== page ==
“These are interesting times. The world is changing and we must change with it.”
That’s Ragnar as he addresses the villagers at Kattegat. It’s a speech that Vikings takes to heart with the second episode of Season 2. Set four years after the events of Episode 1, it’s an unexpected step for the show. Normally, time gaps would occur between series, not between weekly chapters. But Vikings, with its un-helmeted, neatly-haired heroes, isn’t afraid to buck trends now and then.
We catch up with Travis Fimmel’s tidily-shaven leader in his home town, where he is now shacked up properly with Princess Aslaug (Alyssa Sutherland) and his child. But some things never change: even with his lover established as his wife, his womanising ways are still in his system. Meanwhile, he is still ambitious, itching to go overseas again and raid and pillage.
The other thing that hasn’t changed is Rollo. Cast out from the group, Clive Standen’s hairy rival to Ragnar has resigned himself to being the also-ran brute in the barn out back. His wife Siggy (Jessalyn Gilsig), though, is having none of it: the former partner of Earl Haraldson, she wants back in the spotlight of power. She nudges Rollo back into the fold, forcing him to make an uneasy truce.
Truces are increasingly the name of the game for Ragnar, who must balance friendships with King Horik and Jarl Borg to keep their armies on his side – and make sure is home is safe while he’s away.
The most effective soldier of the bunch, though, turns out to be Athelstan. George Blagden’s monk, once a timid Christian, continues his fascinating path towards Vikingdom. Getting his hands wet (in the red stuff) and wielding a sword, his counter-cultural arc makes him the most interesting person on the screen, and demonstrates again that creator Michael Hirst isn’t afraid to go against expectations.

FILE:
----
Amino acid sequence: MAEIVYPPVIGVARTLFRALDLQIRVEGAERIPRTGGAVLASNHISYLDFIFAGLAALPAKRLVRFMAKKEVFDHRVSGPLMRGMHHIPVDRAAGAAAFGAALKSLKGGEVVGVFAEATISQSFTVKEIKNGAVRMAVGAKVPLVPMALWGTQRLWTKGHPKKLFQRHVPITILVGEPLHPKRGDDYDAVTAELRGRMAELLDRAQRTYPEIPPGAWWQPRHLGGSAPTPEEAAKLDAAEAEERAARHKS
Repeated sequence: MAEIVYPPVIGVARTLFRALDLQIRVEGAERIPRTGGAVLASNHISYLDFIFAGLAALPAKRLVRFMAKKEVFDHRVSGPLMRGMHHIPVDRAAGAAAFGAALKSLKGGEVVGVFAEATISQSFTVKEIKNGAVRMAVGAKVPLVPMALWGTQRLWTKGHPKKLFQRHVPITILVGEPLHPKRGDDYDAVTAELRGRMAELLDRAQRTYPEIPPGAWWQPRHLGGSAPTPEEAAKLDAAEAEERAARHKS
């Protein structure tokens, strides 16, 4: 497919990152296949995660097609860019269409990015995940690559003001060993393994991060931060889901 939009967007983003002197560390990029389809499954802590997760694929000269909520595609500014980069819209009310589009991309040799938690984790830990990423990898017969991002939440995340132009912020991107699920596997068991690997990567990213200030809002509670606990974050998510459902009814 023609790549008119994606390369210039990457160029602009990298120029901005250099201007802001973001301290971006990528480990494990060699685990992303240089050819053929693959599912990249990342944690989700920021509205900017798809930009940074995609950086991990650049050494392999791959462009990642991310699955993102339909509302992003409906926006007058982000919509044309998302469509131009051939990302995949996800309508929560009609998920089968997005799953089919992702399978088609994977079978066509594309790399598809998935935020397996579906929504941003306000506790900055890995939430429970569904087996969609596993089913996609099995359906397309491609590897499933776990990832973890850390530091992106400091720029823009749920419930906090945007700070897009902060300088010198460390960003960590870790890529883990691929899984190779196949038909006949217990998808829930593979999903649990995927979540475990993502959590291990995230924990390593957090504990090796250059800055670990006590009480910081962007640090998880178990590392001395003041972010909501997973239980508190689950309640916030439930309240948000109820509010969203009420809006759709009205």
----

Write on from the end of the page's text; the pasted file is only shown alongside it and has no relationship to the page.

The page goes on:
The show’s lingering tension, though, comes from using that time jump to set up several unanswered questions. Where is Lagertha and his other son? How will Bjorn, now that he’s grown up, react to his dad’s new family lifestyle? And with Rollo on the cusp of being welcomed back, which path will he choose?
In the short-term, the introduction of a new villain in the land of Wessex adds a promising cliffhanger for more carnage – an immediate onslaught of action that wouldn’t have been possible if we saw those interim four years play out in realtime. Times have changed and, with its stalwart cast still as engaging as ever, Vikings has proven that it’s willing to change with them to make sure things stay interesting. This is a promising start to what could be a much stronger second season.
Want more Vikings? Read our interview with creator Michael Hirst.
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